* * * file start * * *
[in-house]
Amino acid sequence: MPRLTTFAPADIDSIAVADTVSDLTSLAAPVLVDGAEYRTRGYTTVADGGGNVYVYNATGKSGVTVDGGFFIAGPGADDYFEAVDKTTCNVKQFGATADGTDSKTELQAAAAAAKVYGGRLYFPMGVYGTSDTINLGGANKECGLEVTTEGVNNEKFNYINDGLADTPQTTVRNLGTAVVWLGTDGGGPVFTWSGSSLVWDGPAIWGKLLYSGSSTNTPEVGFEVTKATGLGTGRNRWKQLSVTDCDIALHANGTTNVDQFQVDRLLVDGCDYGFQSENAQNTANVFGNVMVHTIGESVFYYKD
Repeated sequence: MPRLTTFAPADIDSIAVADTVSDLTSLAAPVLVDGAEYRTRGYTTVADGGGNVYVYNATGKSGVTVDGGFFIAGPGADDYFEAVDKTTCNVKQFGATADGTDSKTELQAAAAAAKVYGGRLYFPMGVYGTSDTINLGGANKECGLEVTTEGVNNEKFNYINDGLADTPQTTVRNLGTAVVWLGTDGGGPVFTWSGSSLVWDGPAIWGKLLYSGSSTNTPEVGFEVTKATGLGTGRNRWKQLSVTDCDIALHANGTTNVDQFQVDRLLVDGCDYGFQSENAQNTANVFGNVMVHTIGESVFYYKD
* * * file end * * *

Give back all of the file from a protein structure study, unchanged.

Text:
[in-house]
Amino acid sequence: MPRLTTFAPADIDSIAVADTVSDLTSLAAPVLVDGAEYRTRGYTTVADGGGNVYVYNATGKSGVTVDGGFFIAGPGADDYFEAVDKTTCNVKQFGATADGTDSKTELQAAAAAAKVYGGRLYFPMGVYGTSDTINLGGANKECGLEVTTEGVNNEKFNYINDGLADTPQTTVRNLGTAVVWLGTDGGGPVFTWSGSSLVWDGPAIWGKLLYSGSSTNTPEVGFEVTKATGLGTGRNRWKQLSVTDCDIALHANGTTNVDQFQVDRLLVDGCDYGFQSENAQNTANVFGNVMVHTIGESVFYYKD
Repeated sequence: MPRLTTFAPADIDSIAVADTVSDLTSLAAPVLVDGAEYRTRGYTTVADGGGNVYVYNATGKSGVTVDGGFFIAGPGADDYFEAVDKTTCNVKQFGATADGTDSKTELQAAAAAAKVYGGRLYFPMGVYGTSDTINLGGANKECGLEVTTEGVNNEKFNYINDGLADTPQTTVRNLGTAVVWLGTDGGGPVFTWSGSSLVWDGPAIWGKLLYSGSSTNTPEVGFEVTKATGLGTGRNRWKQLSVTDCDIALHANGTTNVDQFQVDRLLVDGCDYGFQSENAQNTANVFGNVMVHTIGESVFYYKD